Anne Appleby is an American color field painter. Her works, always bearing titles from the natural world---"Sweet Pine", "Summer Aspen", "Gem"---are simple arrangements of colored canvas panels. Each panel is, at a glance, monochromatic, but closer inspection reveals deep and luminous gradations of hue, incremental tonal variations. Although associated by some with reductivism/minimalism, Appleby comes with a different philosophy, as her glowing fields of colors are inspired by landscapes and plants.
Appleby grew up in Pennsylvania, and moved to Montana at age 17. She received her B.F.A. in 1977 from the San Francisco Art Institute. Before attending the Art Institute in San Francisco, Appleby spent a fifteen year apprenticeship with an Ojibwe Indian elder in Montana. She learned patient observation of nature from him. Appleby would watch and translate into color the amazing cycles in her vast backyard of Montana. Leaves, stems, buds, fruit, seeds and more are transformed into two-dimensional portraits of captured moments in nature's fluid evolution. She has started exhibiting in the early '80s, but only achieved moderate success before the mid '90s. Currently her CV counts more than 30 solo exhibitions, 3 awards and artworks present in a few museums, including the San Francisco MoMA.
Now, she lives at the edge of a national forest in St. Helena, Montana. She shows her paintings primarily at San Francisco’s Gallery Paule Anglim. She has worked in printmaking since 1997 at Crown Point Press.
Anne Appleby (born 1954) is an American color field and landscape reductive painter, who lives and works in Jefferson City, Montana.
Anne Appleby was born in 1954 in Harrisburg, Pennsylvania. She received her Bachelor of Fine Arts in 1977 from the University of Montana and her Master of Fine Arts in 1989 from the San Francisco Art Institute. Before attending the Art Institute, Appleby spent a fifteen-year apprenticeship with an Ojibwe Indian elder in Montana. From him, she learned her patient observation of nature. Appleby lives in Jefferson City, Montana.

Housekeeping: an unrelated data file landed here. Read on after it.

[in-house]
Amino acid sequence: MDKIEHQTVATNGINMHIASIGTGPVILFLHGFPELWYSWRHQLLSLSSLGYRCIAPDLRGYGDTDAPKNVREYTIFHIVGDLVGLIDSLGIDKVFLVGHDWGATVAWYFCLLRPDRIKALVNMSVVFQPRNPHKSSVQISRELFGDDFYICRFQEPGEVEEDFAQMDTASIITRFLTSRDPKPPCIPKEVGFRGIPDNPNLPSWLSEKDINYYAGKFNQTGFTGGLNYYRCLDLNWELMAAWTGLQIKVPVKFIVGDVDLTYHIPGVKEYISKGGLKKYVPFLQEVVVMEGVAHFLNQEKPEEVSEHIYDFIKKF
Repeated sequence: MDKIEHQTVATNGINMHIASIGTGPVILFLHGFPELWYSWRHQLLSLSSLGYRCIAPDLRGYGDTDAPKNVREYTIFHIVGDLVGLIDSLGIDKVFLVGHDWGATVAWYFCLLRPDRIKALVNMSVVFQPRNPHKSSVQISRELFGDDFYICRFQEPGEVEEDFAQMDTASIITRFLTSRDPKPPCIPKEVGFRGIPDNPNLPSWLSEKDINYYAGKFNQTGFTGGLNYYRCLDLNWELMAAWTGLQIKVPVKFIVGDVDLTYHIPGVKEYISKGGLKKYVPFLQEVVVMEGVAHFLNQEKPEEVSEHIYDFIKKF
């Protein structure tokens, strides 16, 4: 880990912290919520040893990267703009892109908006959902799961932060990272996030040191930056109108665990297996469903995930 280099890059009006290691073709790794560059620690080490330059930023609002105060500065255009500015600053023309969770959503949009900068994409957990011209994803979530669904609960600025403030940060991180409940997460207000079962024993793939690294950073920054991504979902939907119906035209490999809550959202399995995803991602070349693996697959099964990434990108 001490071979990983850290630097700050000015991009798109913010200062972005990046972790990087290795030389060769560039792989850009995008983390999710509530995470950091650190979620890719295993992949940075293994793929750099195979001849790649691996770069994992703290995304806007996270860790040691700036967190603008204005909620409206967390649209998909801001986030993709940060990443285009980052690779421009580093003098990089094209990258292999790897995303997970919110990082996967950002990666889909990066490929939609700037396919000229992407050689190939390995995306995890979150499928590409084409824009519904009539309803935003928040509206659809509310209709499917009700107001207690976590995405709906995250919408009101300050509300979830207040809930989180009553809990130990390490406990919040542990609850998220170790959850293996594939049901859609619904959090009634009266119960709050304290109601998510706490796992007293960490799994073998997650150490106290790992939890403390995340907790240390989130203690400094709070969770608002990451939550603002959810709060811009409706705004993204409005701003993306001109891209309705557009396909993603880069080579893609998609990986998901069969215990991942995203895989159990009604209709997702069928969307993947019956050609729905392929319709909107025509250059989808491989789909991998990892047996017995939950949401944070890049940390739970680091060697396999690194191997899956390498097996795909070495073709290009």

Appleby's works were described by the ArtZone 461 Gallery as "simple arrangements of colored canvas panels", with titles that take inspiration from "the natural world". Although panels may initially appear monochromatic, they are actually "deep and luminous gradations of hue." Appleby's work is often shown with that of "reductive" painters, but it does not exactly fit into the "pure" painting philosophy held by many of them. In 2004, Kenneth Baker wrote that, "using no forms except monochrome panels, Appleby must struggle often with the potential problem of repetition. But [she] achieves a freshness and distinctness that persuade a viewer that she means each one. It is as if she has learned to translate energy of intent directly into radiance of color."
She has participated in group exhibitions in institutions such as the Tacoma Art Museum in Washington, the American Academy in Rome, and the San Francisco Museum of Modern Art, where in 1996 she was awarded the SFMoMA SECA Art Award. She was also the 1999 recipient of the Biennial Award from the Louis Comfort Tiffany Foundation in New York. Appleby shows her paintings primarily at San Francisco’s Anglim Gilbert Gallery.
Anne Appleby has had various solo exhibitions.
Appleby's works are held in various museum collections.
This is a part of the Wikipedia article used under the Creative Commons Attribution-Sharealike 3.0 Unported License (CC-BY-SA). The full text of the article is here →